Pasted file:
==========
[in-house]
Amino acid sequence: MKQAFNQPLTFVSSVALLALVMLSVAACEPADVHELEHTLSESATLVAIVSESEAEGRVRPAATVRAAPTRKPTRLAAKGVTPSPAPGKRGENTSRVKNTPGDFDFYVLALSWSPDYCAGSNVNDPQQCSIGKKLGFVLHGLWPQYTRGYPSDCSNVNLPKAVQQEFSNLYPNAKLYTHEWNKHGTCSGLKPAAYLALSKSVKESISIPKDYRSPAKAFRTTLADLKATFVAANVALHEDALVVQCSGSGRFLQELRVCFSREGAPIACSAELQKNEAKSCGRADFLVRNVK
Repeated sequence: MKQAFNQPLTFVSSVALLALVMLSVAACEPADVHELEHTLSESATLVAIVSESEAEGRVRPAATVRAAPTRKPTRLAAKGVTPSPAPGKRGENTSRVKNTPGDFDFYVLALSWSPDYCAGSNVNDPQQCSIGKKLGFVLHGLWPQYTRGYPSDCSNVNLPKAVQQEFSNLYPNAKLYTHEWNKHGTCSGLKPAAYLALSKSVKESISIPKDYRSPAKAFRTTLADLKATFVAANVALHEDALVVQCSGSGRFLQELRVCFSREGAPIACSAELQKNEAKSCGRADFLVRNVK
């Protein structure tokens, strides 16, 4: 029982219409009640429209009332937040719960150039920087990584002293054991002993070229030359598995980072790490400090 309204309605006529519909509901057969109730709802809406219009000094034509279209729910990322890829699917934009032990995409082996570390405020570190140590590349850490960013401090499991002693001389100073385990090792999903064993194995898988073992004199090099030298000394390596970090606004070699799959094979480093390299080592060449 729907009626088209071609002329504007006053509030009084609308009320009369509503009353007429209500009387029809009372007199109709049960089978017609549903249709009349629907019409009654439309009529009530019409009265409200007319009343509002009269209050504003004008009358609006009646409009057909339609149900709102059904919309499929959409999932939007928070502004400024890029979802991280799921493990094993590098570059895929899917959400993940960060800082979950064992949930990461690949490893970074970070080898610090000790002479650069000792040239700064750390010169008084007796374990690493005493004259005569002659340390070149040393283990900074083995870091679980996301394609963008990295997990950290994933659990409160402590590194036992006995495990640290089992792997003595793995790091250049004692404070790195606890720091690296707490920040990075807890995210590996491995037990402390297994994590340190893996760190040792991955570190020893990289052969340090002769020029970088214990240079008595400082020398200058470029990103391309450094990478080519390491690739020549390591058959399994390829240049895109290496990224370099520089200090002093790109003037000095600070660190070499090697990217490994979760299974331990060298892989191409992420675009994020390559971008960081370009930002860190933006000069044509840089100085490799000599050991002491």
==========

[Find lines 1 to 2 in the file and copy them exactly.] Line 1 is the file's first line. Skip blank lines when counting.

[in-house]
Amino acid sequence: MKQAFNQPLTFVSSVALLALVMLSVAACEPADVHELEHTLSESATLVAIVSESEAEGRVRPAATVRAAPTRKPTRLAAKGVTPSPAPGKRGENTSRVKNTPGDFDFYVLALSWSPDYCAGSNVNDPQQCSIGKKLGFVLHGLWPQYTRGYPSDCSNVNLPKAVQQEFSNLYPNAKLYTHEWNKHGTCSGLKPAAYLALSKSVKESISIPKDYRSPAKAFRTTLADLKATFVAANVALHEDALVVQCSGSGRFLQELRVCFSREGAPIACSAELQKNEAKSCGRADFLVRNVK